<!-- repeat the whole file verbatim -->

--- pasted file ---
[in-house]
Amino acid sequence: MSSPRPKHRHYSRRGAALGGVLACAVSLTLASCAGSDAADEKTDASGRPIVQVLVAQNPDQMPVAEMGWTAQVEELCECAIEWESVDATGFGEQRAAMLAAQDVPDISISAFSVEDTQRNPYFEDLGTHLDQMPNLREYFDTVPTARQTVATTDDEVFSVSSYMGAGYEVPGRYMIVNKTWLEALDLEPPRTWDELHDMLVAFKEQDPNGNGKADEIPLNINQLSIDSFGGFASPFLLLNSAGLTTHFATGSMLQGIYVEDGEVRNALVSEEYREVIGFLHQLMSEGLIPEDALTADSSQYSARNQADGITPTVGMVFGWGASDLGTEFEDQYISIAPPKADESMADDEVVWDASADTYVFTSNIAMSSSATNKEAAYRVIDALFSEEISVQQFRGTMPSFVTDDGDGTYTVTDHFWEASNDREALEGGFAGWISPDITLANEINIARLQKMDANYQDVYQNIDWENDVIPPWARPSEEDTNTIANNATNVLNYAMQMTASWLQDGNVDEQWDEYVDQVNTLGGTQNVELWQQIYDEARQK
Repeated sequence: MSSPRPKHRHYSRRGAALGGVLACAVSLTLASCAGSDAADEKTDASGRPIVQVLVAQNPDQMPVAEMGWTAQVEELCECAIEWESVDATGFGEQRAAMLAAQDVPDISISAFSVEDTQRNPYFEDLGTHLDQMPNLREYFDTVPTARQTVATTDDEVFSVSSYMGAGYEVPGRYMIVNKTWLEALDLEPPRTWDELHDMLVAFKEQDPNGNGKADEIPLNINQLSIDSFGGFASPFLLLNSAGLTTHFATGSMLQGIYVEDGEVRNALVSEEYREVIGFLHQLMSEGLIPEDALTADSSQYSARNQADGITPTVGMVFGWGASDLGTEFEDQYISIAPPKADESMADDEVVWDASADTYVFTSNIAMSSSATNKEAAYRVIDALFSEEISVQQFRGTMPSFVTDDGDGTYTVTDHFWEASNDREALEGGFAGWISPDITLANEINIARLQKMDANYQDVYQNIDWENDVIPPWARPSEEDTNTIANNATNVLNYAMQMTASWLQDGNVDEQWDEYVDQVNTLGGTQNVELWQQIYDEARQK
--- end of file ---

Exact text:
[in-house]
Amino acid sequence: MSSPRPKHRHYSRRGAALGGVLACAVSLTLASCAGSDAADEKTDASGRPIVQVLVAQNPDQMPVAEMGWTAQVEELCECAIEWESVDATGFGEQRAAMLAAQDVPDISISAFSVEDTQRNPYFEDLGTHLDQMPNLREYFDTVPTARQTVATTDDEVFSVSSYMGAGYEVPGRYMIVNKTWLEALDLEPPRTWDELHDMLVAFKEQDPNGNGKADEIPLNINQLSIDSFGGFASPFLLLNSAGLTTHFATGSMLQGIYVEDGEVRNALVSEEYREVIGFLHQLMSEGLIPEDALTADSSQYSARNQADGITPTVGMVFGWGASDLGTEFEDQYISIAPPKADESMADDEVVWDASADTYVFTSNIAMSSSATNKEAAYRVIDALFSEEISVQQFRGTMPSFVTDDGDGTYTVTDHFWEASNDREALEGGFAGWISPDITLANEINIARLQKMDANYQDVYQNIDWENDVIPPWARPSEEDTNTIANNATNVLNYAMQMTASWLQDGNVDEQWDEYVDQVNTLGGTQNVELWQQIYDEARQK
Repeated sequence: MSSPRPKHRHYSRRGAALGGVLACAVSLTLASCAGSDAADEKTDASGRPIVQVLVAQNPDQMPVAEMGWTAQVEELCECAIEWESVDATGFGEQRAAMLAAQDVPDISISAFSVEDTQRNPYFEDLGTHLDQMPNLREYFDTVPTARQTVATTDDEVFSVSSYMGAGYEVPGRYMIVNKTWLEALDLEPPRTWDELHDMLVAFKEQDPNGNGKADEIPLNINQLSIDSFGGFASPFLLLNSAGLTTHFATGSMLQGIYVEDGEVRNALVSEEYREVIGFLHQLMSEGLIPEDALTADSSQYSARNQADGITPTVGMVFGWGASDLGTEFEDQYISIAPPKADESMADDEVVWDASADTYVFTSNIAMSSSATNKEAAYRVIDALFSEEISVQQFRGTMPSFVTDDGDGTYTVTDHFWEASNDREALEGGFAGWISPDITLANEINIARLQKMDANYQDVYQNIDWENDVIPPWARPSEEDTNTIANNATNVLNYAMQMTASWLQDGNVDEQWDEYVDQVNTLGGTQNVELWQQIYDEARQK